Just for easy reference, here they are:

  • …and Justice for Y’all
  • Sixteen Tons (not really wordplay, but still a cool title)
  • God Luck and Good Speed
  • Jason… the Dragon
  • Goliathan

All of the above were reissued last year by Season of Mist as well. If you haven’t heard Goliathan yet, Weedeater‘s latest swampsterpiece is a high point in their sludgy assault, new drummer Travis Owen (ex-Artimus Pyledriver) fitting right in alongside bassist/vocalist “Dixie” Dave Collins and guitarist Dave “Shep” Shepherd. Tracks like the weirdo banjo blues “Battered and Fried” and the full-tonal thrust of “Bow Down” find the band toying with expectation like so many beaten livers, and the result across the board is a record both entirely their own and pushed further than ever before into that strange, malevolent world they create.

Sound like something you’d want to win? It is. Have at it. God luck to all who enter, and good speed to Season of Mist for letting me host the giveaway.

[TO ENTER GIVEAWAY: Leave a comment on this post with your email address in the form. You’ll be contacted at that address if you win.]

Weedeater, Goliathan (2015)

Weedeater on Thee Facebooks

Weedeater at Season of Mist

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In the Studio with Rozamov at New Alliance Audio, Cambridge, MA

Posted in Features on August 18th, 2015 by H.P. Taskmaster

Rozamov (Photo by JJ Koczan)

I’m a little ashamed to admit it, but I’d never been to New Alliance Audio before. In operation since 1987, it’s one of the Eastern Seaboard’s best-reputed studios — you’ve probably also seen “Mastered at New Alliance East” on a plethora of releases; that’s right next door — nestled into the heart of Cambridge a couple blocks down from The Middle East in a building that also houses the radio station WEMF and numerous other entities of note. The occasion that finally allowed me to sneak a look was Rozamov putting the finishing touches on their first full-length, and I very much appreciated the opportunity to stop by, even more because I got to hear some rozamov 3 (Photo by JJ Koczan)of their new material than because it granted me a look at the place where they tracked it.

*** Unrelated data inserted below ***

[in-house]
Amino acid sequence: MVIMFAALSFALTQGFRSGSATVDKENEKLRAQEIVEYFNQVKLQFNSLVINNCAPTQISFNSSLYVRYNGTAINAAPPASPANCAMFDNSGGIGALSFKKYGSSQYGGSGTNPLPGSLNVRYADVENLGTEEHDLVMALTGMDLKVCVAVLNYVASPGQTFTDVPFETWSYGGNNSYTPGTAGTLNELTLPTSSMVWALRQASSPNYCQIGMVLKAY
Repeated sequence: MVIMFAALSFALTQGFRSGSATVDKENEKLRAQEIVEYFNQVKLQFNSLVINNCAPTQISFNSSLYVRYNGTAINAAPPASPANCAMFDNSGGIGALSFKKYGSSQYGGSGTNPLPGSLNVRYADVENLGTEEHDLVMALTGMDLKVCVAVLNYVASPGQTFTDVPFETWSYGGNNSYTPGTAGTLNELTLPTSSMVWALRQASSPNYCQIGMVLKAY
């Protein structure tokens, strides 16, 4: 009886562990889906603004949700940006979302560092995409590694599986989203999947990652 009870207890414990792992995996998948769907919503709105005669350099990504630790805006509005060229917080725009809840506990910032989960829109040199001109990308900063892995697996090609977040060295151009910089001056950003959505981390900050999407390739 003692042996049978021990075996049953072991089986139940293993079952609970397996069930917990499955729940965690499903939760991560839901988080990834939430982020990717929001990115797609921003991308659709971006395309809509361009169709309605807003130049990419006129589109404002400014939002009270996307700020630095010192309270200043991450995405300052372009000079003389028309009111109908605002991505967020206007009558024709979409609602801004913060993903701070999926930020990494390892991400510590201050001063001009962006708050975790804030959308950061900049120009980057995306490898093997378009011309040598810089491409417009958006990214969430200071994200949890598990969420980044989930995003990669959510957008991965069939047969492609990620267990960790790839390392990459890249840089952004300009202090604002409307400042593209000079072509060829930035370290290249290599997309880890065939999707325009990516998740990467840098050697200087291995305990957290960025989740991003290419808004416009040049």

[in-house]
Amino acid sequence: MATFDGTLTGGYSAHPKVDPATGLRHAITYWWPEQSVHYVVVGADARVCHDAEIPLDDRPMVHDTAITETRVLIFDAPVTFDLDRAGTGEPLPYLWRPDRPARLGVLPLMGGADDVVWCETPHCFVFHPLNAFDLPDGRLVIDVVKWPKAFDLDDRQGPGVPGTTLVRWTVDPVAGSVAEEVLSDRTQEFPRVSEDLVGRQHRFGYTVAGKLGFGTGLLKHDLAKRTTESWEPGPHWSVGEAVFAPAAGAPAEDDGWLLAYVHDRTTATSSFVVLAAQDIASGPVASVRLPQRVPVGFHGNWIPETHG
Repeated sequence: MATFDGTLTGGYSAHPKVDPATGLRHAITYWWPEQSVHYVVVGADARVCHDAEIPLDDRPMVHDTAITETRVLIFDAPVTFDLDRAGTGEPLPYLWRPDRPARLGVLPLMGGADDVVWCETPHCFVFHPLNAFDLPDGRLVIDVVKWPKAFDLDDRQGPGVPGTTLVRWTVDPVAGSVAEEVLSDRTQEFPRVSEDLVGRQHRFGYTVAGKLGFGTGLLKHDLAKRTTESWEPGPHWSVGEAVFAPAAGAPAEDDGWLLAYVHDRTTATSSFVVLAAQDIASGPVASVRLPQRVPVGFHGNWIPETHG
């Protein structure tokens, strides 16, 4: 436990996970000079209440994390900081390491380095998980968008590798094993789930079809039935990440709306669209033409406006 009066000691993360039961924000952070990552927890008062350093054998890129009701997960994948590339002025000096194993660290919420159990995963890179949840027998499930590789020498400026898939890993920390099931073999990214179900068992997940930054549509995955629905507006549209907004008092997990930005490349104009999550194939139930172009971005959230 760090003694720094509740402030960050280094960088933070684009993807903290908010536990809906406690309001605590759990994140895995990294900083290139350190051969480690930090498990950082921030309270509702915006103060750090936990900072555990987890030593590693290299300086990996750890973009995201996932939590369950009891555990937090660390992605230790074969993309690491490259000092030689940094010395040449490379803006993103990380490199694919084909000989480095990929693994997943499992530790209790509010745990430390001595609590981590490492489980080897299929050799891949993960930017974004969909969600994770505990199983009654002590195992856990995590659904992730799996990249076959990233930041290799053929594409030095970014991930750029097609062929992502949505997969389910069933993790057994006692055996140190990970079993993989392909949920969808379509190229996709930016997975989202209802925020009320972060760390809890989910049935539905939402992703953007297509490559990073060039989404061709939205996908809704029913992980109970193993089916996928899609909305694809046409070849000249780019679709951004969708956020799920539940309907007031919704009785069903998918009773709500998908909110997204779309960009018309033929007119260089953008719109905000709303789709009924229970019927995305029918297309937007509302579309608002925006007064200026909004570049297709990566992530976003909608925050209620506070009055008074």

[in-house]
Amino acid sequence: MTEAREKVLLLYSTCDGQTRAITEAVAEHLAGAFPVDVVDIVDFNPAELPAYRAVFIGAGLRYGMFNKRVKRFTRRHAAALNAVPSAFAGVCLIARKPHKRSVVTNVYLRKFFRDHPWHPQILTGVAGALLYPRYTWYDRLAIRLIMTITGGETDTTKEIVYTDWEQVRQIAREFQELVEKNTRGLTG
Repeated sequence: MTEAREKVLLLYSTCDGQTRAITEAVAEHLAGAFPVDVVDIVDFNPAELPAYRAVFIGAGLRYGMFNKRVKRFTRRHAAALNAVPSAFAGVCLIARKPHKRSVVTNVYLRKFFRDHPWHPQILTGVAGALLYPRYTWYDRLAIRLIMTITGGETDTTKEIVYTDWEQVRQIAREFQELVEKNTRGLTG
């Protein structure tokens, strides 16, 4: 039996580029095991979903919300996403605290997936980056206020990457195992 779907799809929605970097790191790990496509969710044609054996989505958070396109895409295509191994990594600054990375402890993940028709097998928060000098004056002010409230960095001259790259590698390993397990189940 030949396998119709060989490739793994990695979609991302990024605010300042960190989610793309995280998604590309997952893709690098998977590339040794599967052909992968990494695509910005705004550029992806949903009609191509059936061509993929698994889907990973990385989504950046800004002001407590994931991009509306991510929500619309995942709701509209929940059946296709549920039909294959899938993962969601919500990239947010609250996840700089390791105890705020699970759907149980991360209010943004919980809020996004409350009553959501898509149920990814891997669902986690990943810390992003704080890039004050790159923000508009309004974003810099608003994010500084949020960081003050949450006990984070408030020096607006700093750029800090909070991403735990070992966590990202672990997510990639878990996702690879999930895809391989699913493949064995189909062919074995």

Or tracked most of it, anyway. There was still a bit of work to be done, some vocal overdubs prior to mixing and the like. Guitarist/vocalist Matt Iacovelli met me at the door and gave me directions upstairs — he was stepping out into the August heat for a quick break from recording — and up in the studio itself, I found bassist/vocalist Tom Corino and New Alliance head engineer Jon Taft in the control room past a narrow lobby. The control room itself is spacious enough to record in, a high ceiling, intimidatingly large tape machine, professional-as-hell low wall of preamps, expansive console, ProTools setup, stack of monitors and so on, all dark colors and lights that could probably be turned up if you wanted to make someone uncomfortable or see to clean — unlike many studios I’ve been in, it was clean — and through the window was the recording room itself, which had been arranged to suit the vocals, with partitions arranged to capture the sound just right and give a projected feel. I didn’t get a close-up look at the microphone, but from listening to what came through rozamov 2 (Photo by JJ Koczan)it in the control room once Iacovelli came back in and got started, it sounded expensive.

Rozamov, after releasing their first, self-titled EP in 2012 and following it up with a second EP, Of Gods and Flesh, in 2013, joined forces with Midnite Collective earlier this year for a two-track split with Deathkings (review here). I’ve seen them play periodically since 2012, and watched Iacovelli, Corino and drummer Will Hendrix (elsewhere for the afternoon) transition from a four-piece to a trio — former guitarist Liz Walshak now plays in Sea — and step forward as one of next-gen Boston’s fiercest heavy bands. They headed into New Alliance a couple weeks ago to start recording their first full-length, and I’d be hard pressed to imagine a better time. With the experience of their two EPs and that split behind them, as well as veteran status for the 2015 Psycho California fest, an opening spot at a Converse-sponsored show for none less than Slayer and tours both behind and ahead of them. They are nothing if not ready for their next test, which of course is the album itself.